Illinois Appellate Court Finds State Constitution Provides Greater Right to Privacy than Fourth Amendment
The Appellate Court of Illinois, Second District, recently issued an opinion in People v. Nesbitt, Case No. 08-CF-49, finding that the Illinois State Constitution provides a greater right to privacy in transactional records than the U.S. Constitution. This holding may have serious implications for law enforcement, as it apparently limits the ability of law enforcement to obtain transactional records even where permitted under Federal law. For example, the evidence gathering provisions of the Electronic Communications Privacy Act, which provide for voluntary disclosure to law enforcement by Internet Service Providers in certain circumstances, may now be found to run afoul of state constitutional law.
In the underlying case, the State charged Defendant, Carol A. Nesbitt, a bank employee and customer of the Savanna-Thomson State Bank, with stealing $40,200.00 from the bank. Prior to trial, the State disclosed and Nesbitt moved to suppress approximately 250 pages of her personal financial records that the State had obtained from the bank. Nesbitt argued that the State improperly obtained the records without the issuance of formal process or her consent, because the investigating officer had informally requested the records. The Trial Court suppressed the records finding that they were obtained in violation of Nesbitt’s constitutional right to privacy.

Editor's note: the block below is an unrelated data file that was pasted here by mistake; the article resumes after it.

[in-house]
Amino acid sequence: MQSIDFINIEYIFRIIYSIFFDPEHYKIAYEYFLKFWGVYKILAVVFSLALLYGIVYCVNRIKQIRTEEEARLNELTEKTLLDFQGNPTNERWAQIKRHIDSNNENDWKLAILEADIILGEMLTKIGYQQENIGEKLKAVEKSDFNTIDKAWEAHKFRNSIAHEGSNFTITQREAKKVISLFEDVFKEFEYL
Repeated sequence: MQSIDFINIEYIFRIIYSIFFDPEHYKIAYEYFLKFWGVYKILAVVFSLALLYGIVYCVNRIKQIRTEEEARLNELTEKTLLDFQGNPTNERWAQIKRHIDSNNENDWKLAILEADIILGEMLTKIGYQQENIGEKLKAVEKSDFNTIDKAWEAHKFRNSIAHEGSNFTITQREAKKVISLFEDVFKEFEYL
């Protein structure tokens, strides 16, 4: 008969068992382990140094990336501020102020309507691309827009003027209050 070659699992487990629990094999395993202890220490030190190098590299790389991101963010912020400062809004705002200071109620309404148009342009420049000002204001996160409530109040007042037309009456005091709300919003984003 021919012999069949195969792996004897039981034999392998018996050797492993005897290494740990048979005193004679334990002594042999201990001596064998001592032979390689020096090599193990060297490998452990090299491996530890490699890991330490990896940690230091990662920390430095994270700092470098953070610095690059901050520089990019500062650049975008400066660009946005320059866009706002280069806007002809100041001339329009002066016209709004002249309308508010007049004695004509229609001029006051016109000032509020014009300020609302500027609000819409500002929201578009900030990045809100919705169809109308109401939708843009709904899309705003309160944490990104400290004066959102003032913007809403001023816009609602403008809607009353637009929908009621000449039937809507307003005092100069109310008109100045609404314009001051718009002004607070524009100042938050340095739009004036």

The Appellate Court affirmed, finding that although the Fourth Amendment of the U.S. Constitution would not prohibit this disclosure, and the search and seizure provision of the Illinois Constitution should be read in limited lockstep with the federal constitution, that same approach does not apply to the privacy clause of the Illinois constitution. The Illinois state constitution provides both privacy and search and seizure clauses, stating: “The people shall have the right to be secure in their persons, houses, papers and other possessions against unreasonable searches, seizures, invasions of privacy, or interceptions of communications by eavesdropping devices or other means. While, the federal constitution makes no explicit mention of privacy, but guarantees only the “right of the people to be secure in their persons, houses, papers, and effects, against unreasonable searches and seizures.” Accordingly, the Court held that the privacy clause of the state constitution expands upon the rights granted in the federal constitution as well as those guaranteed by the Illinois search and seizure provision, and as such, provides a right to privacy in financial records. In affirming the Trial Court’s holding, the Appellate Court also dismissed the State’s secondary arguments based on Ms. Nesbitt’s employer-employee relationship and the inevitable-discovery doctrine.